Saturday, March 5, 2016

Netflix Instant Queue Movie Review: "The Wall" (2012)

Image Source
Movie"The Wall"/"Die Wand"
Director: Julian Polsler
Year: 2012
Rating: UR
Running Time: 1 hour, 48 minutes

A woman (Martina Gedeck) and a dog named Lynx become inexplicably stuck behind an invisible and impenetrable wall surrounding the Austrian countryside, where she was vacationing at a hunting cabin. Her two companions, who left to a nearby village, never returned. 

When reading the concept for "The Wall," it sounds kind of interesting, doesn't it? Some weird, magic, invisible wall traps a woman in the Austrian countryside and she cannot escape. We're always down for mysteries like this. Unfortunately, the movie isn't nearly as compelling as the concept sounds. We know films can be done successfully with only one real cast member. There are many stories of hope and survival where a single person learns to exist and survive on their own. Movies like "Cast Away" and "All is Lost" have managed to be fairly successful at it. Unlike those films, "The Wall" is not a story of hope, survival, or overcoming adversity in the face of great odds. This is a story about loneliness, depression, and despair, and it sure as hell feels like it from the second the woman gets trapped. Also, unlike the previously mentioned films that rely on visuals to tell the story, "The Wall" is all told through a voice over style of narrative, which is more like listening to a book on tape with a few visual aids than a feature length film. The woman talks at length about all of the actions her character does on screen, like hunting, milking a cow, harvesting hay, etc, as well as how she has had to learn to do these things in order to adapt to her current predicament. She also talks about her feelings of loneliness, sadness, and depression, as well as coming to terms with the fact that her situation is likely to remain unchanged. It is obvious from her narrations there is nothing she can do about exiting her new-found entrapment.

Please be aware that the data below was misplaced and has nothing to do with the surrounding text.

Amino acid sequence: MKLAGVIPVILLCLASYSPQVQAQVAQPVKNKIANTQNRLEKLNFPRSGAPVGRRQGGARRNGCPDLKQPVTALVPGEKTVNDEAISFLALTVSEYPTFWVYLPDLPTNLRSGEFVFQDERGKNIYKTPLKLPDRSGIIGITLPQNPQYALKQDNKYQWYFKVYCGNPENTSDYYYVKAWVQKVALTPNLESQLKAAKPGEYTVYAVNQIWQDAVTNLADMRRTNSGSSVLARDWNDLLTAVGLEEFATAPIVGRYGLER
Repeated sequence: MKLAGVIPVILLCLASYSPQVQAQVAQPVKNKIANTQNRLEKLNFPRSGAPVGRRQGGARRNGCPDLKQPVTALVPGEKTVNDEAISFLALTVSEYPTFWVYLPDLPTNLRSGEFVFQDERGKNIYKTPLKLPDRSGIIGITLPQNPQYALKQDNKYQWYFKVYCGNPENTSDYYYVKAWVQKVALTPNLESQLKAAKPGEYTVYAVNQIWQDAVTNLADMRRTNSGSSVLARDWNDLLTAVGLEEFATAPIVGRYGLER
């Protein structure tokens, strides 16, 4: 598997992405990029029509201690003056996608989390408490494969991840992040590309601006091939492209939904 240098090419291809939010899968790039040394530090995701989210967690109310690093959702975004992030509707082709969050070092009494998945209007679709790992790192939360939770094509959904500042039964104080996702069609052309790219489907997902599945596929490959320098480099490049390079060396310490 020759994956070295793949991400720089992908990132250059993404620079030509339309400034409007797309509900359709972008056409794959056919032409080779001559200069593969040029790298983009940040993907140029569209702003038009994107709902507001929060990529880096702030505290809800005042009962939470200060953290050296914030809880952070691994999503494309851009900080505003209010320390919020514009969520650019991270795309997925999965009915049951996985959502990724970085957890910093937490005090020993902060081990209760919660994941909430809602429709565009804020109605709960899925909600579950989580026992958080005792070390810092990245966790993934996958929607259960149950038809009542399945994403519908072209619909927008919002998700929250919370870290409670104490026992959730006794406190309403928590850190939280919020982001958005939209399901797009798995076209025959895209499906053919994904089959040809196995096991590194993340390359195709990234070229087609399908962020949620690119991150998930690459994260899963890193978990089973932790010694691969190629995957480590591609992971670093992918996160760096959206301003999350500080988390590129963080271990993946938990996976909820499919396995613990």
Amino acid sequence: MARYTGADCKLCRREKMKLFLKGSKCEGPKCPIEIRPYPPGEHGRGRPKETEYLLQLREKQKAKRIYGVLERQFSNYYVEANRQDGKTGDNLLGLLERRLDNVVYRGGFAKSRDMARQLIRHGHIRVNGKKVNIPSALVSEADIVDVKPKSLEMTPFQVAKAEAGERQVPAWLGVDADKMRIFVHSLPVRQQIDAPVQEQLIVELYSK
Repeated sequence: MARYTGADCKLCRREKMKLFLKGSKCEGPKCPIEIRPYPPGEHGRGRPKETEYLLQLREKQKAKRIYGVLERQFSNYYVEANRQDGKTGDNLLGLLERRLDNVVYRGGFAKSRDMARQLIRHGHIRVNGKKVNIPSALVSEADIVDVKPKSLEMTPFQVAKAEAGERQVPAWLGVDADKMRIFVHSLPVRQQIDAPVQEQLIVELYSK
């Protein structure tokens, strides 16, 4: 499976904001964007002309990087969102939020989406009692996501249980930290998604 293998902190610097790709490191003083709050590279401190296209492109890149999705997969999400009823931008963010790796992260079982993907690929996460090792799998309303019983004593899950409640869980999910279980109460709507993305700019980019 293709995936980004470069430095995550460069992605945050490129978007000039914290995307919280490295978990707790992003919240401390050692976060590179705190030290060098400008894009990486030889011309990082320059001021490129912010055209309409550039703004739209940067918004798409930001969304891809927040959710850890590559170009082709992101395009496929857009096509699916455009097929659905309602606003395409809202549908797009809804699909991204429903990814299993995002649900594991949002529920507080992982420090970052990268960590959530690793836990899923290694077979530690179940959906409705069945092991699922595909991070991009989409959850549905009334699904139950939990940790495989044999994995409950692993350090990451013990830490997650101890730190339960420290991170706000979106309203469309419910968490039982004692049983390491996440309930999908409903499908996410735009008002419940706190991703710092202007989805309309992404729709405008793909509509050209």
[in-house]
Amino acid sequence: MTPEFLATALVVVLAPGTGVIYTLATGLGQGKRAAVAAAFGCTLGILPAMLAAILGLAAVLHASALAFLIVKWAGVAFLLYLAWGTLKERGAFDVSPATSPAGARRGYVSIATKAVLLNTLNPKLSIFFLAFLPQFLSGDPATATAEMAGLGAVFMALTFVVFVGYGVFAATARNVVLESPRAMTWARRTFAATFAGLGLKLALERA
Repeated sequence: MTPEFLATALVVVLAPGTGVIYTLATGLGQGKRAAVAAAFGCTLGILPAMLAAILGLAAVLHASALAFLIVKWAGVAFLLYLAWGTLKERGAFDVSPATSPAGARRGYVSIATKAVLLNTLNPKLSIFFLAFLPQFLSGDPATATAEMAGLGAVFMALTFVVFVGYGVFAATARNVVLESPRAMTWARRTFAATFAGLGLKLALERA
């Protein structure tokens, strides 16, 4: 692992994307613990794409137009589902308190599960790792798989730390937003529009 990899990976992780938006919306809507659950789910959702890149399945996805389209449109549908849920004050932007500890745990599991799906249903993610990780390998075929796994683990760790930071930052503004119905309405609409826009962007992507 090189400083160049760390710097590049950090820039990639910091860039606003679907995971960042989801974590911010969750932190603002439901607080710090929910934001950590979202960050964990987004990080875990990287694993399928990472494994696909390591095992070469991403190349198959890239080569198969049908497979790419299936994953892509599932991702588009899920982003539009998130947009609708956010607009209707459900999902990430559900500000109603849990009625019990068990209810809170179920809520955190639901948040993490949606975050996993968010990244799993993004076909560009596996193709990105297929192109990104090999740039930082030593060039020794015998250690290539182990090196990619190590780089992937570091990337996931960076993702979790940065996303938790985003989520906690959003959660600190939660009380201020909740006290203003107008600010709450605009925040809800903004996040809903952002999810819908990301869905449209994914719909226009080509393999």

This is all well and good, but there is a lot left unexplained in this movie, and this we don't like. We, the audience, just have to accept that an invisible wall appeared for no reason and the cause of it will never be explained. We have to accept that there was already a cow within the wall and miraculously, the cow was pregnant. Most the movie consists of the woman walking around hunting, hiking, lounging, and farming, and to be honest, it gets rather dull really fast. Long and wide shots of the beautiful Austrian countryside just aren't enough to carry this movie, nor was Martina Gedeck's performance, not that she was terrible, but it's just not enough. When a single actor has to carry an entire film, it takes an overly exceptional performance to pull it off, and though she was fine in her role as the nameless woman, she was far from exceptional.

"The Wall"/"Die Wand" is simply one of those movies that get eaten up by the pretentious, snobby film festival circuit crowd as they constantly praise its symbolism and its methodical nature. Self-reflective character sketches are a go-to for independent and international filmmakers, but they have to be entertaining and at least keep us from falling asleep to be considered good. In the end, we don't need a big, flashy action movie or an uproariously hilarious comedy to remained entertained, but what we were given with this movie is severely lacking. While we empathize with the woman's situation, the movie as a whole is just not as deep and introspective as it thinks it is.

My Rating: 4.5/10
BigJ's Rating: 4.5/10
IMDB's Rating: 6.8/10
Rotten Tomatoes Rating: 76%
Do we recommend this movie:  Meh.
One year ago, we were watching: "Maleficent"

1 comment:

  1. (Spoiler?) At least the dog didn't die at the end like in most movies.